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Bedroom Eyes II
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by Jack Sommersby

"A Waste of Wings Hauser"
2 stars

If you've seen the original, then you've pretty much seen the sequel, though not a great deal of people have seen either one.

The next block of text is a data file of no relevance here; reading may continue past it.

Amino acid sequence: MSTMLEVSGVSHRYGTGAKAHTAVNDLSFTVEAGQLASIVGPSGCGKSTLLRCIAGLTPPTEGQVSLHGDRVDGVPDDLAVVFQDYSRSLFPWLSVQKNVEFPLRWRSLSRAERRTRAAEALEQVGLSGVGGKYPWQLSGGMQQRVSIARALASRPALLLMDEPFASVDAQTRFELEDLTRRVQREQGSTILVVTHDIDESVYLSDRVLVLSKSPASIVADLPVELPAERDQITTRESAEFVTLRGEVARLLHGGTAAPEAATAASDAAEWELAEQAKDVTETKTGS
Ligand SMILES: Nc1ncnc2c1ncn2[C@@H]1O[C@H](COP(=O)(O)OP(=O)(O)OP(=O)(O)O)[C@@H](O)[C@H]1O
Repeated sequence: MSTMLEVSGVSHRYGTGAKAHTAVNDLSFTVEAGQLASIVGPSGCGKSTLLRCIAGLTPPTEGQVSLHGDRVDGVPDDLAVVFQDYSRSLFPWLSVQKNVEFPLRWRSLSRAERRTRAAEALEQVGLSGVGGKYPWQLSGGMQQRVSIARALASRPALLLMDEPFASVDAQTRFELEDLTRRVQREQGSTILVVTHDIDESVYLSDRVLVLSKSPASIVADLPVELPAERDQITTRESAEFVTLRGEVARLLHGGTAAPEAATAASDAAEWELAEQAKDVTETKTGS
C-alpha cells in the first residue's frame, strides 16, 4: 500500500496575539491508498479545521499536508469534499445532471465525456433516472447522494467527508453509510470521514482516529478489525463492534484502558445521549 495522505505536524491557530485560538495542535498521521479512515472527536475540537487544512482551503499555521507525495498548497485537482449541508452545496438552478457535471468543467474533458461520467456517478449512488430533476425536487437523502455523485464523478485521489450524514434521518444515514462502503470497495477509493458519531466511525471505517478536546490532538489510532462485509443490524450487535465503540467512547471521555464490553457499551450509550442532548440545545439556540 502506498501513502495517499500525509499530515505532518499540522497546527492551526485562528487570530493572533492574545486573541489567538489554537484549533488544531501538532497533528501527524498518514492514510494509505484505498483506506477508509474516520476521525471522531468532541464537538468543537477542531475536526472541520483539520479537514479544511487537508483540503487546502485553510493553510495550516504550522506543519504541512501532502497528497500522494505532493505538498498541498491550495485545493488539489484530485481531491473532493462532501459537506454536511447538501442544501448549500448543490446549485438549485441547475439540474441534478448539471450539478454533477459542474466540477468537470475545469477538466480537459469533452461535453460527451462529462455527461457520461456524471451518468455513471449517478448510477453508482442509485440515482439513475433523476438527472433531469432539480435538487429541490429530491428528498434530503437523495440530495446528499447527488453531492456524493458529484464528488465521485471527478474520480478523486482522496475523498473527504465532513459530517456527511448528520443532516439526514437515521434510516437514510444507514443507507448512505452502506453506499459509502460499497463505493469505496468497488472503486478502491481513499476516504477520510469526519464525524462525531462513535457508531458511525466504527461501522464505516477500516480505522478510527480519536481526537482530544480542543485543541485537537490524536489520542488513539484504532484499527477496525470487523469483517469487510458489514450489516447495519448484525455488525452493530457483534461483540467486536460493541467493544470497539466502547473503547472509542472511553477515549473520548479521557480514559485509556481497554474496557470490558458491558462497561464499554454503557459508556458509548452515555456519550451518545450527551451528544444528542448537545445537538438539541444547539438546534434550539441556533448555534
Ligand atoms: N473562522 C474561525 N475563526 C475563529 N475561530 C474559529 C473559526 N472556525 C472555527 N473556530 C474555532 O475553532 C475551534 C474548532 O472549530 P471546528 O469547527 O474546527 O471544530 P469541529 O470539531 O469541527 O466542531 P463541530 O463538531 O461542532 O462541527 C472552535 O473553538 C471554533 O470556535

The always-interesting Wings Hauser impressed me to no end with his sensational supporting performance as the vicious Hollywood pimp in 1982’s Vice Squad, and since has never disappointed. Rather than allowing himself to be typecast as a cinematic villain, he switched gears and starred as the Dirty Harry-like ex-cop in the enjoyable Los Angeles crime thriller Deadly Force and the racecar driver in the superb Deep South horror picture Mutant; combining an uncommonly acute alert reserve and fevered intensity, he’s made quite the electrifying impression on the silver screen. (He’s the James Woods of B-movies.) And when he’s partaken in supporting roles in bigger-budgeted projects like Richard Pryor’s Jo Jo Dancer, Your Life is Calling and Norman Mailer’s Tough Guys Can’t Dance, he was the standout among the cast members. Hauser is anything but a “complex” thespian, but within certain parameters he works miracles -- armed to the teeth with a fearless immediacy, he can’t help but keep you riveted. Having granted him all this, he’s been miscast in this unnecessary sequel to the mediocre Canadian psychological thriller Bedroom Eyes; gosh knows his screen presence gives the proceedings some much-needed verity, but he’s simply not convincing as an easily-manipulated sap susceptible to the conniving schemes of a femme fatale. In the original, the little-known Kip Gilman starred as Harry Ross, a sexually-frustrated stockbroker who was quite the voyeur in his off-hours; inadvertently witnessing the killing of a woman through her bedroom window, Harry was propelled into a murder scheme where he found himself both the chief suspect and a patsy. Gilman wasn’t much of an actor, but he provided his nebbish character some amusing tics that gave Harry some ingratiating charm; Ross was an attractive man (blandly handsome in that Long Beach-lifeguard kinda way) yet too insecure to accept he could be unconditionally loved -- he rejected the advances of a fellow co-worker who could’ve been his soul mate and mistakenly involved himself in a destructive relationship with someone who turned out to be a psychopath. In Bedroom Eyes II, Harry has lucked into a nurturing marriage, but how that came about was anything but typical -- his wife was his mistress when he was temporarily married to another woman, who was accidentally killed by that same mistress when Harry confessed to his infidelity and she ran outside and into the street and was fatally struck by the mistress spying on Harry in her car. (Yes, “suspension of disbelief” is already at a breaking point.) Harry’s current wife, Carolyn (Kathy Shower, a Playboy Playmate of the Month in 1985 and 1986), is the owner of an art gallery, and Harry has ventured out on his own and become a financial consultant with his best friend and colleague Vinnie (Joe Giardina); after scoring a lucrative two-million dollars off an illegally-gotten stock tip, Harry has gotten himself out of debt. But then the villainess from the original, JoBeth (Veronica Hart), resurfaces after a five-year stint in a mental institution, and Harry starts a torrid affair with struggling artist Sophie (Linda Blair), and all Hell steadily breaks loose.